Friday, March 26, 2010

Spring Survey 2010, Part Two

The first thing I notice when walking toward the hill is the sandbox. I have a head start on getting it ready with toys, for evidently I didn't take them into the garage last fall to be stored there over winter. I need to add a couple of new items, I think. The old ones are getting quite faded.

After years of a failed raspberry patch, where each springtime revealed nothing but 4" tall chewed raspberry canes, we finally got a chicken wire fence around the raspberries. After all, we have an abundance of bunnies, and there's only so much Bridger can do. It took some convincing to get Kevin to agree to the fencing. He couldn't see that it made economic sense to spend all that money on wire for 'a few dollars' worth of raspberries.' I'm not going to say 'I told you so,' but he's the one who pointed out the price of raspberries in the grocery store yesterday - $10.50 per pound. I think he might be convinced that the eleven gallons of raspberries we harvested from the patch last year were worth the chicken wire, though I'm not going to risk asking him.

This is not the beautiful garden that we saw last July and August. This is the ugly spring garden. It won't be much longer before we can pull up all that carpet, till the garden, place the plants and seeds in the soil, mulch, and then when the grass starts growing, cover the 'aisles' with carpet. Old carpet works great for keeping weeds out from between the rows, and is great on the knees when weeding around plants. It also dried out quickly after a rain, which prevented a mold problem for quite a while.

This photo of the little backyard pool was taken early in the morning, so it looks like there may be a film of ice on top. Shortly after Mother's Day, the nursery where I purchase water hyacinths (40 miles away!) will get in their shipment from the South, where water hyacinths are considered a noxious weed.

Shortly before then, I will drain all the murky water from the pond, remove all the stinky, decayed leaves, (truly, it's just like working in a sewer!) rescue the surviving snails who are a very important part of this little ecosystem, scrub the rubber pond liner, fill it with fresh water, and start up the recirculating pump. I love the sound of water falling over the rocks in the little stream we built.

Water hyacinths and snails ensure a clean pond all summer long, without having to resort to chemicals of any kind. The pond also makes a great water bowl for the dogs! :-) I can't wait until it looks like this again!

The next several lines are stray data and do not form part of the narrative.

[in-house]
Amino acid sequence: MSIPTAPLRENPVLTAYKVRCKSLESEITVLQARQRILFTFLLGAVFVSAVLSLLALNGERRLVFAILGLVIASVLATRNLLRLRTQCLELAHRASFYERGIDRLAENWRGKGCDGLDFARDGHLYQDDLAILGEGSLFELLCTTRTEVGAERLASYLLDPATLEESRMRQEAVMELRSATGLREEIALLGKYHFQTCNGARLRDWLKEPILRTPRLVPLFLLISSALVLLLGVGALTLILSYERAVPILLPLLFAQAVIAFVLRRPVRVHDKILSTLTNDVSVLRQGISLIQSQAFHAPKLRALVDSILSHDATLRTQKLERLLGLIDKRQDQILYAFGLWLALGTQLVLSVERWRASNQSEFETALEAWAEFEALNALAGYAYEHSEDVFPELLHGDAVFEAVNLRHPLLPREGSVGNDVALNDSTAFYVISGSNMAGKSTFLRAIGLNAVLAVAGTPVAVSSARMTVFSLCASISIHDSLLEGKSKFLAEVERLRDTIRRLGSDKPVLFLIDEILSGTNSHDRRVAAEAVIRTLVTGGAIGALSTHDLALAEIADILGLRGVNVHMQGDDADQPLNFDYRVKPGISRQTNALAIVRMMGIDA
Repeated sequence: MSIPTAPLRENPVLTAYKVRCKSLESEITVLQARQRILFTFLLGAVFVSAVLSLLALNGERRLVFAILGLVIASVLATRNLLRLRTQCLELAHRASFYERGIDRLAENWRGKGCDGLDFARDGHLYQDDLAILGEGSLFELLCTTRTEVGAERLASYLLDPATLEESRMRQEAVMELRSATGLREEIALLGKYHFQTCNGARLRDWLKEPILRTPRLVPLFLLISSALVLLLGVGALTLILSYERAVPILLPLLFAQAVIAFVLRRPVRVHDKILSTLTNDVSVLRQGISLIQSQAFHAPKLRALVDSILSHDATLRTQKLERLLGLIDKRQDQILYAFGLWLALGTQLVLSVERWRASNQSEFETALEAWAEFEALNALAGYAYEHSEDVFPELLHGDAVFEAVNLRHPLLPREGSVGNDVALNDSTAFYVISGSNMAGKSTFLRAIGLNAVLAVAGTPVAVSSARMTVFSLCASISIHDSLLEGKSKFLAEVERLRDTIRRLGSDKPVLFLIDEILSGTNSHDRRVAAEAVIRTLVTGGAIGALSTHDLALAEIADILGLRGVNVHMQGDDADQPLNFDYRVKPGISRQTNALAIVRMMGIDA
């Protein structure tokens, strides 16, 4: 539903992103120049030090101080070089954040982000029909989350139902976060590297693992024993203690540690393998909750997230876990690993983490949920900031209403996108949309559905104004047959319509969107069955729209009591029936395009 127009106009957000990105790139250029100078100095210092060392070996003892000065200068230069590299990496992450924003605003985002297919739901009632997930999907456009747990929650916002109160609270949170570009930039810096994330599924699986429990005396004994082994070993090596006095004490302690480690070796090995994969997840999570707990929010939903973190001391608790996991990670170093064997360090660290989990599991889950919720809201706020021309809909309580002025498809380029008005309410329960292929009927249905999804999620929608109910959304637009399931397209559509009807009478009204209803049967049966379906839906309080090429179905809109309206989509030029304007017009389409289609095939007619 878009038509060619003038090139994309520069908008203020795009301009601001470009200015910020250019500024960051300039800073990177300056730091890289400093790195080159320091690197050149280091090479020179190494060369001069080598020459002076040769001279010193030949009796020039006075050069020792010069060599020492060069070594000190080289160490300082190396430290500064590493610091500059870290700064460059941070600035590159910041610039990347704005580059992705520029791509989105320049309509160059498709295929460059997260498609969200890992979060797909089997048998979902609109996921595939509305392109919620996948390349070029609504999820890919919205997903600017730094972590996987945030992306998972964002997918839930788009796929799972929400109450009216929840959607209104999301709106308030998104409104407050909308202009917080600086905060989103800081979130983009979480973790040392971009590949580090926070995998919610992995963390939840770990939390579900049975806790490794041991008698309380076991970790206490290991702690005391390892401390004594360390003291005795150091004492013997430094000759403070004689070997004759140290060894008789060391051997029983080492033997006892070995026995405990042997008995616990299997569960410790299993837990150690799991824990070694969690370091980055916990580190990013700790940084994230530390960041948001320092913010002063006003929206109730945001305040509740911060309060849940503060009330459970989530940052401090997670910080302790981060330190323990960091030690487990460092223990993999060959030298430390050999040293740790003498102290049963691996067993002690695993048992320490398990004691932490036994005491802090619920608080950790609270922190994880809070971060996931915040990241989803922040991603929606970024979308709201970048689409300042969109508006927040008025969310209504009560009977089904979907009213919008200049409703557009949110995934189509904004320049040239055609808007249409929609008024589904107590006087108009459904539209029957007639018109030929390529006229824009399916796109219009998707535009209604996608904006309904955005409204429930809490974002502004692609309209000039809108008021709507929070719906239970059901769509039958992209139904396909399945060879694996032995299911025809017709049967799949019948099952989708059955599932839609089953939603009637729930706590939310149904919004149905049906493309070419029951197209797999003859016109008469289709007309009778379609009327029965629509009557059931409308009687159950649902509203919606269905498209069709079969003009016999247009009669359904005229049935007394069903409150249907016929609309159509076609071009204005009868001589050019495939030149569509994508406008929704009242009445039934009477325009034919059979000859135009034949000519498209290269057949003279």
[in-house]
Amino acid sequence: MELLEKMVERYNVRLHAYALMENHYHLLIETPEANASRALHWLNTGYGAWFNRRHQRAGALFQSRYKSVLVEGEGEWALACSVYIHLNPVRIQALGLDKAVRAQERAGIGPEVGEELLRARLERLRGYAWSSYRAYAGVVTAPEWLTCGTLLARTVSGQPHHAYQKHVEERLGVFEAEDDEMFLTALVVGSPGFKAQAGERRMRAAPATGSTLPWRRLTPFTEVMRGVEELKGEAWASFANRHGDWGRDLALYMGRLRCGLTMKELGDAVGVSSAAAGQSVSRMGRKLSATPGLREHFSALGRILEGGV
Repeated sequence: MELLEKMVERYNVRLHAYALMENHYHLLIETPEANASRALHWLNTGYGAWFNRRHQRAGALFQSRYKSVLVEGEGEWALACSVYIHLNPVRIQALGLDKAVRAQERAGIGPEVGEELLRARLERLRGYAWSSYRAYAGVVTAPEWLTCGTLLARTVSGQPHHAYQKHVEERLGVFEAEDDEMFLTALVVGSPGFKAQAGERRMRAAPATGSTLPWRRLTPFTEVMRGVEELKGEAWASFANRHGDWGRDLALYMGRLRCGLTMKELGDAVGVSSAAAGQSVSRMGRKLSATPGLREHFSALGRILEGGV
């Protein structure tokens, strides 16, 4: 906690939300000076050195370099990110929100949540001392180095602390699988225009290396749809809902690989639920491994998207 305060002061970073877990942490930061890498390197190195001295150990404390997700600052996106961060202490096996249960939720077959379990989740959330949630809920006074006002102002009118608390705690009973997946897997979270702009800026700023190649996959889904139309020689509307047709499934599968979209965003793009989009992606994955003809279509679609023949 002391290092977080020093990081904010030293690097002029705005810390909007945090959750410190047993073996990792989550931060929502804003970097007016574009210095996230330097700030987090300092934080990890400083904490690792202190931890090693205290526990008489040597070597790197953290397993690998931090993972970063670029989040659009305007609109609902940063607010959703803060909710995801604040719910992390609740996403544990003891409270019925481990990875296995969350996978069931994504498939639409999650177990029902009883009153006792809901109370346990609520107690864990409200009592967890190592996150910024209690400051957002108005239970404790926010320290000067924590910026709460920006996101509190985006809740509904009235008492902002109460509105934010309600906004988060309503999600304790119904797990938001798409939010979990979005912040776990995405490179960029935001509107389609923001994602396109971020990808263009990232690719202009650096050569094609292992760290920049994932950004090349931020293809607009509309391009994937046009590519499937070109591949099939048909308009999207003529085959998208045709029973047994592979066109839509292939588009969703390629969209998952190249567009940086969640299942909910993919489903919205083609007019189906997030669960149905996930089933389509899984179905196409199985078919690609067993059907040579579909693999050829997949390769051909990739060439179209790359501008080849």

It's always much more fun to get the pond ready than it is to wash the windows on the house, but it would be nice to be able to see through the glass. I suppose I should put that on my list of spring projects as well.

Another all-too-frequent springtime project is bathing Misty after she's applied her favorite perfume. Now that the snow is gone, Misty wanders about, finding the most putrid, disgusting animal feces and carcasses and works at applying them with great care to her neck and belly. Isn't it lovely!

Do you have a list of springtime projects?


Deborah said...

I love today's post and all the photos. I am already picking my chair next to the pond. I want Bridger to sit next to me too...and of course Misty. I remember the raspberry bushes from last year when I picked for you while you were gone. (well actually I picked for myself) The mosquitoes were so bad, I don't know what kept me there, I guess it was the fact that I knew raspberries are $10.50 per pound. :) I just served up the last of the raspberries to my gals that come to Bible study. I made English scones with clotted cream and raspberries over the top. They were sooo good if I do say so myself. Can't wait to come visit and sit outside.
We are going to start raking soon and unloading the shed of all the lawn 'pretties' that I love to have out. Yay for spring!!!

Cranberry Morning said...

I think I need to make a batch of those scones. Sounds great! I think I'd just serve the clotted cream without mentioning what it's called. ;-)

Bethany Nash said...

Call it Devonshire cream. :)

Deborah said...

Devonshire cream is a perfect name for the perfect topping to put on scones. Thanks Bethany. :)


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